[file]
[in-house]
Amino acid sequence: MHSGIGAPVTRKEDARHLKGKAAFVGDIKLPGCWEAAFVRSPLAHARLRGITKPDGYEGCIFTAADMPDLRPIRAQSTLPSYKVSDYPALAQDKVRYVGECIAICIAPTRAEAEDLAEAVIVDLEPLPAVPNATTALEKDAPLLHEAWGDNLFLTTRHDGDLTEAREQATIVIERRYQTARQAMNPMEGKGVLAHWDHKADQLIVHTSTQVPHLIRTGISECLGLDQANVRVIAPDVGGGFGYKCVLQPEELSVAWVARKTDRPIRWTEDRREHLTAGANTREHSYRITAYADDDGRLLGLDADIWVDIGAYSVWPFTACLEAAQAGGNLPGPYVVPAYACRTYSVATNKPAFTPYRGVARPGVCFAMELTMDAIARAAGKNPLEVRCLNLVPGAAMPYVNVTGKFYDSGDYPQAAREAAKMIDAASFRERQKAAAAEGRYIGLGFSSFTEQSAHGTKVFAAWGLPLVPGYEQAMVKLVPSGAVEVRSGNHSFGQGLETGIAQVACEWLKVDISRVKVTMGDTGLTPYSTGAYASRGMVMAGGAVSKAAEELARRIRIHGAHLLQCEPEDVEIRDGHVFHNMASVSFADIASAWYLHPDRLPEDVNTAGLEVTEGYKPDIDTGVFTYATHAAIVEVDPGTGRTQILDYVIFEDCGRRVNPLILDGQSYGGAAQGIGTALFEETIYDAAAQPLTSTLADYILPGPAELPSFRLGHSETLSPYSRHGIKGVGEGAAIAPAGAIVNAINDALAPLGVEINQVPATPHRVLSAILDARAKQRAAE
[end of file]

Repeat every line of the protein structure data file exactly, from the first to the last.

[in-house]
Amino acid sequence: MHSGIGAPVTRKEDARHLKGKAAFVGDIKLPGCWEAAFVRSPLAHARLRGITKPDGYEGCIFTAADMPDLRPIRAQSTLPSYKVSDYPALAQDKVRYVGECIAICIAPTRAEAEDLAEAVIVDLEPLPAVPNATTALEKDAPLLHEAWGDNLFLTTRHDGDLTEAREQATIVIERRYQTARQAMNPMEGKGVLAHWDHKADQLIVHTSTQVPHLIRTGISECLGLDQANVRVIAPDVGGGFGYKCVLQPEELSVAWVARKTDRPIRWTEDRREHLTAGANTREHSYRITAYADDDGRLLGLDADIWVDIGAYSVWPFTACLEAAQAGGNLPGPYVVPAYACRTYSVATNKPAFTPYRGVARPGVCFAMELTMDAIARAAGKNPLEVRCLNLVPGAAMPYVNVTGKFYDSGDYPQAAREAAKMIDAASFRERQKAAAAEGRYIGLGFSSFTEQSAHGTKVFAAWGLPLVPGYEQAMVKLVPSGAVEVRSGNHSFGQGLETGIAQVACEWLKVDISRVKVTMGDTGLTPYSTGAYASRGMVMAGGAVSKAAEELARRIRIHGAHLLQCEPEDVEIRDGHVFHNMASVSFADIASAWYLHPDRLPEDVNTAGLEVTEGYKPDIDTGVFTYATHAAIVEVDPGTGRTQILDYVIFEDCGRRVNPLILDGQSYGGAAQGIGTALFEETIYDAAAQPLTSTLADYILPGPAELPSFRLGHSETLSPYSRHGIKGVGEGAAIAPAGAIVNAINDALAPLGVEINQVPATPHRVLSAILDARAKQRAAE